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FGM: mind the prosecution gap

Is the law in England and Wales equipped to protect victims from FGM and prosecute those who have perpetrated these crimes?.

FGM: mind the prosecution gap

Date - 17th August 2021
By - Jennifer Holton
3 Comments 3 Comments}

Female Genital Mutilation (FGM) is a cultural practise which involves deliberately cutting, changing or removing some or all of the female genitalia with no medicinal reason to do so. It is illegal in the UK as well as in many countries internationally but regardless of this still has a high prevalence globally with an estimated 200 million females alive today having undergone some form of it (World Health Organisation, 2019). It is a form of child abuse that is both physically and emotionally traumatising and there are no health benefits to the procedures. There are four categories of FGM which are branded as Type 1, 2, 3 and 4 and each differ in severity.

FGM is normally carried out on prepubescent girls with the majority of victims being under 15 years of age (UNICEF, 2013) and, as the name suggests, cannot be performed on males. However, there has been debate on whether male circumcision for religious beliefs as opposed to medicinal reasons could or should fall into a similar category.

FGM has significant health implications including difficulty urinating, pain during intercourse, life threatening complications during childbirth and serious mental health conditions as well as the initial effects following the procedure such as pain and infection. Despite any form of FGM being illegal in the UK, practising communities still engineer ways of having the procedures carried out including removing children to familial countries of origin for it to take place.

Despite best efforts by Safeguarding Partnerships who attempt to tackle the issue with a multiagency approach to training, review and increased awareness, cases are rarely brought to police attention (Citizens Advice, 2019). Having sat on regional FGM discussion boards with other police leads reviewing the minimal cases that are brought to court has highlighted to me the importance of this topic. The fact is FGM is happening to innocent victims across the UK now with seemingly no agency adequately able to protect them.

Under the law in England and Wales there are four main sections which are set out in the Female Genital Mutilation Act 2003 and later updated by the Serious Crime Act 2015. These are the primary offence of FGM (section 1), assisting a female to mutilate her own genitals (Section 2), assisting a non- UK person to mutilate a female’s genitals overseas (Section 3) and the failure to protect a girl from FGM (Section 3A). The 2003 act also brought about mandatory reporting for all teachers, healthcare and social care professionals should they either be informed FGM has been carried out on an individual under the age of 18, or observe signs and symptoms that FGM has or is likely to be undertaken (Crown Prosecution Service, 2019).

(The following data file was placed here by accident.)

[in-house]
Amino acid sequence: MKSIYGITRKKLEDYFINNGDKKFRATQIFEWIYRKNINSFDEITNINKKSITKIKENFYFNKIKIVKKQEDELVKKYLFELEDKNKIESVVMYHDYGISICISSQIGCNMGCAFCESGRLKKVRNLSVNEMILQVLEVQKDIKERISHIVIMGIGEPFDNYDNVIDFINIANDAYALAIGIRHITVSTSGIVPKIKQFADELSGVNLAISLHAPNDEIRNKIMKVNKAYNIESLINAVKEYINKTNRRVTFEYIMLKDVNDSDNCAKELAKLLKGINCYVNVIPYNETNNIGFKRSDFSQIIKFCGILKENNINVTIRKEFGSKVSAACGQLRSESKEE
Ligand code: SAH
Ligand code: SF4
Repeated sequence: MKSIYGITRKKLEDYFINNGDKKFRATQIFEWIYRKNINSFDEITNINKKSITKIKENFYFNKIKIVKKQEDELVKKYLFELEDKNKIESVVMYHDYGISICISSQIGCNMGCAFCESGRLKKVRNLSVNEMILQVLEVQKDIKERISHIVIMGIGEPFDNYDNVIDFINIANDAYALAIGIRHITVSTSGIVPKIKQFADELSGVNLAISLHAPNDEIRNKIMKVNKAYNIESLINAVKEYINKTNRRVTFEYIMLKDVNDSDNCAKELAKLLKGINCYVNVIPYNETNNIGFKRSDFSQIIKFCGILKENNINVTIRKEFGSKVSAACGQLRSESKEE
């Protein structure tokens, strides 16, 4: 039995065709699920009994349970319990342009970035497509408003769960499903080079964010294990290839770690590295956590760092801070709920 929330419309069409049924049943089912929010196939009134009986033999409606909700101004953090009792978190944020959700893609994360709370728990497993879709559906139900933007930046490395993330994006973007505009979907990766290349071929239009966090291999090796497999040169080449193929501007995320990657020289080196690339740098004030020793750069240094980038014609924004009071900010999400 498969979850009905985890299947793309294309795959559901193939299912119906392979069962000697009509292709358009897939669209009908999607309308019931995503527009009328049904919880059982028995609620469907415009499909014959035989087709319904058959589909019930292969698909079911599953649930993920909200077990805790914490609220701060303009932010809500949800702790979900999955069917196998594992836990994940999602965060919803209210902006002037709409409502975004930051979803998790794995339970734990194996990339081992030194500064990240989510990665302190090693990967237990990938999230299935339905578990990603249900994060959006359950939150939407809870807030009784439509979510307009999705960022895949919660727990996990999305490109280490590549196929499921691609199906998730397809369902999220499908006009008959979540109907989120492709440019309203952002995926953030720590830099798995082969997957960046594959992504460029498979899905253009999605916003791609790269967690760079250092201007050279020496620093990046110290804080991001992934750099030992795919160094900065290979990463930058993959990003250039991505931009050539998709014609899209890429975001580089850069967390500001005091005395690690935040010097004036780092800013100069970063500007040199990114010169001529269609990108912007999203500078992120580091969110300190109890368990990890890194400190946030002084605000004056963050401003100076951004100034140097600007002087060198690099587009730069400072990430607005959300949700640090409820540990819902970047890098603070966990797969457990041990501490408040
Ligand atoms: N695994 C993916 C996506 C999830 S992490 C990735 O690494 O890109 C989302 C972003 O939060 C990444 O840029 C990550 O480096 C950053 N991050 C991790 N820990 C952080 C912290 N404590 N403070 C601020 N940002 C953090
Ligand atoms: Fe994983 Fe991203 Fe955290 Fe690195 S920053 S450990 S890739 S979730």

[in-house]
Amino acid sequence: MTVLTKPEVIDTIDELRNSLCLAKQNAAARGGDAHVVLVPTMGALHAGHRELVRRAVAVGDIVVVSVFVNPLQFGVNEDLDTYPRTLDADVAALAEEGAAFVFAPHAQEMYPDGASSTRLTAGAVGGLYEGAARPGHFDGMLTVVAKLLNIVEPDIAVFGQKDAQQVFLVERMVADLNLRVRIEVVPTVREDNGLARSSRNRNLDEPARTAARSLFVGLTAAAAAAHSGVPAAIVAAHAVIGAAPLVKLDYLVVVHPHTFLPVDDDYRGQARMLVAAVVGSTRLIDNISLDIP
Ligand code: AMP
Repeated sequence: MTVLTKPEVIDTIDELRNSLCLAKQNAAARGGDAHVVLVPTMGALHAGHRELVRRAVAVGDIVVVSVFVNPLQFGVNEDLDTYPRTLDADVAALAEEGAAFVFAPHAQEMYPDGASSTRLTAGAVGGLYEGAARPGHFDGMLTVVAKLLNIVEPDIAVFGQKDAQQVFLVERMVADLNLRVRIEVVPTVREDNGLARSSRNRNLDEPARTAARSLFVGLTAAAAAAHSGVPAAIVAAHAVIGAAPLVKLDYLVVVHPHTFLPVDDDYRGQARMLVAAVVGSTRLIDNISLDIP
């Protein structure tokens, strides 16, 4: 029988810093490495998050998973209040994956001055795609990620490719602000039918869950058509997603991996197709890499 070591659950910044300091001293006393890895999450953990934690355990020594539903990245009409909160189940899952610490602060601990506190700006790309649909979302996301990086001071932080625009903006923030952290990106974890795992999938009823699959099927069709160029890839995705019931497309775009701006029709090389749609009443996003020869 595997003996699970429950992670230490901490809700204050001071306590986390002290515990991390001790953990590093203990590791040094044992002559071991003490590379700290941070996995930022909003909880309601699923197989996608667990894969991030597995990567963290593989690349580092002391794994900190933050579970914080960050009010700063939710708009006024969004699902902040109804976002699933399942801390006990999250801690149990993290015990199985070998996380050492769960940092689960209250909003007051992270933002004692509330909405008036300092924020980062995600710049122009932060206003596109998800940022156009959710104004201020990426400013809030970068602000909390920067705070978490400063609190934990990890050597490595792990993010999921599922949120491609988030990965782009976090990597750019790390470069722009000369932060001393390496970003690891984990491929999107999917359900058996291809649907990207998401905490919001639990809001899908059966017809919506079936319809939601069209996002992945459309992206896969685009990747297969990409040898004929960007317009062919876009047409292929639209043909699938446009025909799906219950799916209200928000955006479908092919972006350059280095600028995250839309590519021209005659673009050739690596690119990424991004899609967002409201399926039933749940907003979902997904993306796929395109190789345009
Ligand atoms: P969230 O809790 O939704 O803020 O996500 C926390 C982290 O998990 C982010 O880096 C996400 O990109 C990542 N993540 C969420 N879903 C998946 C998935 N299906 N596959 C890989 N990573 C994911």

As well as criminal law being present in the UK, civil law also exists in order to safeguard those who are at risk in the form of Female Genital Mutilation Protection Orders (FGMPO’s). This is a useful safeguarding tool as it allows for agencies such as police or social services to apply to a family court for an FGMPO on a victim’s behalf. With the burden of proof in civil law being the balance of probabilities, securing an FGMPO is a far quicker and simpler process than a criminal prosecution (Lexis, 2019). It can also be expanded to cover multiple members of a family, for example, if there are concerns that an individual may be due to have FGM performed. An FGMPO can be obtained which covers every female child within the household.

As alluded to previously there is an ethical debate regarding male circumcision and how that differs from genital mutilation when it is carried out on a Jewish boy for religious reasons as opposed to FGM when carried out on a girl for cultural reasons. Clearly there is a significant distinction between the severity, but FGM in its most minor form using practices such as ‘pricking’ (using a sharp implement to prick the clitoris or other part of the genitalia) can make it hard to find a distinction. (Wahlberg et al, 2017).

Campaigners brand FGM as a torturous practise with no medical benefits, yet very little thought is given to male circumcision which is considered ethical and potentially medically beneficial as well as hygienic. Rebecca Steinfield, a political scientist in America, goes as far as saying that the reasons for the difference in opinion stem from sexism, and that we are outraged about female cutting because little girls are vulnerable, whereas we’re less concerned about male circumcision because boys are seen as a stronger sex who can withstand pain (Earp, 2014).

Safeguarding against FGM is a difficult and multifaceted subject and it’s unsurprising the crime is so underreported. All safeguarding tools rely heavily on frontline professionals recognising the signs of the procedure being planned or having just taken place. ‘Working Together to Safeguard Children’ guidance has been produced in an attempt to improve recognition, but there is a continued issue of how well this information is cascaded down to frontline staff.

There are various resources available to the Education sector which include literature produced by the Iranian and Kurdish Womens Rights Organisation but schools often push back on displaying such things citing concerns of causing upset, fuelling racial stigmatism and creating a fear culture (Wardere, 2016).

As well as FGM being a specific offence in England and Wales since 2003 there was legislation passed in 1985 called the ‘Prohibition of Female Circumcision Act’ making genital mutilation illegal for 36 years, but regardless of this there has only been one successful conviction despite attempts by prosecutors (Gangoli et al, 2018).